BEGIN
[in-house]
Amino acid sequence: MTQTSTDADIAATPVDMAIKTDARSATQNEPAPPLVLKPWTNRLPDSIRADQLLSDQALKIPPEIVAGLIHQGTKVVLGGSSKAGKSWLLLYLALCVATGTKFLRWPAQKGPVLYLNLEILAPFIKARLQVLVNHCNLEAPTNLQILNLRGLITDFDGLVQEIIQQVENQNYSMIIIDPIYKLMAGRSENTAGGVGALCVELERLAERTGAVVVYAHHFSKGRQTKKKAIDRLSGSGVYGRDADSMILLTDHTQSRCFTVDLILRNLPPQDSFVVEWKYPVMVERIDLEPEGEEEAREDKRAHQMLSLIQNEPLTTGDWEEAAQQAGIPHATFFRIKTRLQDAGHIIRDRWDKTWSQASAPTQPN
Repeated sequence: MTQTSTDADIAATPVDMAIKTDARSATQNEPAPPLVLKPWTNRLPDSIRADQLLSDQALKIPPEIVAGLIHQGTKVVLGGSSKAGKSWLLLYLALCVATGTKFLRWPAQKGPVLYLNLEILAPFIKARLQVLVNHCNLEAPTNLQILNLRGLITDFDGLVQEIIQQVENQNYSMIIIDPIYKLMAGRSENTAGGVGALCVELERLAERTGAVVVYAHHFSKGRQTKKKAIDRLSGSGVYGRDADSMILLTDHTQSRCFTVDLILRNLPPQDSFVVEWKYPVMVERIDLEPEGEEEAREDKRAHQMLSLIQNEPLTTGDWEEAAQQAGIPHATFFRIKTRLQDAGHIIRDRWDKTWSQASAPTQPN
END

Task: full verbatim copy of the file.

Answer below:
[in-house]
Amino acid sequence: MTQTSTDADIAATPVDMAIKTDARSATQNEPAPPLVLKPWTNRLPDSIRADQLLSDQALKIPPEIVAGLIHQGTKVVLGGSSKAGKSWLLLYLALCVATGTKFLRWPAQKGPVLYLNLEILAPFIKARLQVLVNHCNLEAPTNLQILNLRGLITDFDGLVQEIIQQVENQNYSMIIIDPIYKLMAGRSENTAGGVGALCVELERLAERTGAVVVYAHHFSKGRQTKKKAIDRLSGSGVYGRDADSMILLTDHTQSRCFTVDLILRNLPPQDSFVVEWKYPVMVERIDLEPEGEEEAREDKRAHQMLSLIQNEPLTTGDWEEAAQQAGIPHATFFRIKTRLQDAGHIIRDRWDKTWSQASAPTQPN
Repeated sequence: MTQTSTDADIAATPVDMAIKTDARSATQNEPAPPLVLKPWTNRLPDSIRADQLLSDQALKIPPEIVAGLIHQGTKVVLGGSSKAGKSWLLLYLALCVATGTKFLRWPAQKGPVLYLNLEILAPFIKARLQVLVNHCNLEAPTNLQILNLRGLITDFDGLVQEIIQQVENQNYSMIIIDPIYKLMAGRSENTAGGVGALCVELERLAERTGAVVVYAHHFSKGRQTKKKAIDRLSGSGVYGRDADSMILLTDHTQSRCFTVDLILRNLPPQDSFVVEWKYPVMVERIDLEPEGEEEAREDKRAHQMLSLIQNEPLTTGDWEEAAQQAGIPHATFFRIKTRLQDAGHIIRDRWDKTWSQASAPTQPN